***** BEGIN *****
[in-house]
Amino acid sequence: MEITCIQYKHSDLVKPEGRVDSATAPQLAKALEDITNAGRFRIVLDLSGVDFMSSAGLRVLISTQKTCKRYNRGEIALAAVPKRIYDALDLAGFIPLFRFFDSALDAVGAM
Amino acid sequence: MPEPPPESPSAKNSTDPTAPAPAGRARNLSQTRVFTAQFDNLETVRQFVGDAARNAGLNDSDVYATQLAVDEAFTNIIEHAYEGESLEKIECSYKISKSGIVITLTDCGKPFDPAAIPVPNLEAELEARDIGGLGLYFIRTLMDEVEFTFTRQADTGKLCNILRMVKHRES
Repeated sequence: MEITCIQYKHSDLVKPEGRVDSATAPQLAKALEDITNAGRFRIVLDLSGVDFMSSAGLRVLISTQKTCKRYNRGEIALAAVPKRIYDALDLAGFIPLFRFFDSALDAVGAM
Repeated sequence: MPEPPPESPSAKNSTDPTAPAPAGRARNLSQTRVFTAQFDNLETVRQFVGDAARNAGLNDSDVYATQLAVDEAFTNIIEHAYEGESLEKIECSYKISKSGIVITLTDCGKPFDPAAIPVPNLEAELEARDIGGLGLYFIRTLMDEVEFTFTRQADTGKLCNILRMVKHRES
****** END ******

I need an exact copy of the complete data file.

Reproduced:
[in-house]
Amino acid sequence: MEITCIQYKHSDLVKPEGRVDSATAPQLAKALEDITNAGRFRIVLDLSGVDFMSSAGLRVLISTQKTCKRYNRGEIALAAVPKRIYDALDLAGFIPLFRFFDSALDAVGAM
Amino acid sequence: MPEPPPESPSAKNSTDPTAPAPAGRARNLSQTRVFTAQFDNLETVRQFVGDAARNAGLNDSDVYATQLAVDEAFTNIIEHAYEGESLEKIECSYKISKSGIVITLTDCGKPFDPAAIPVPNLEAELEARDIGGLGLYFIRTLMDEVEFTFTRQADTGKLCNILRMVKHRES
Repeated sequence: MEITCIQYKHSDLVKPEGRVDSATAPQLAKALEDITNAGRFRIVLDLSGVDFMSSAGLRVLISTQKTCKRYNRGEIALAAVPKRIYDALDLAGFIPLFRFFDSALDAVGAM
Repeated sequence: MPEPPPESPSAKNSTDPTAPAPAGRARNLSQTRVFTAQFDNLETVRQFVGDAARNAGLNDSDVYATQLAVDEAFTNIIEHAYEGESLEKIECSYKISKSGIVITLTDCGKPFDPAAIPVPNLEAELEARDIGGLGLYFIRTLMDEVEFTFTRQADTGKLCNILRMVKHRES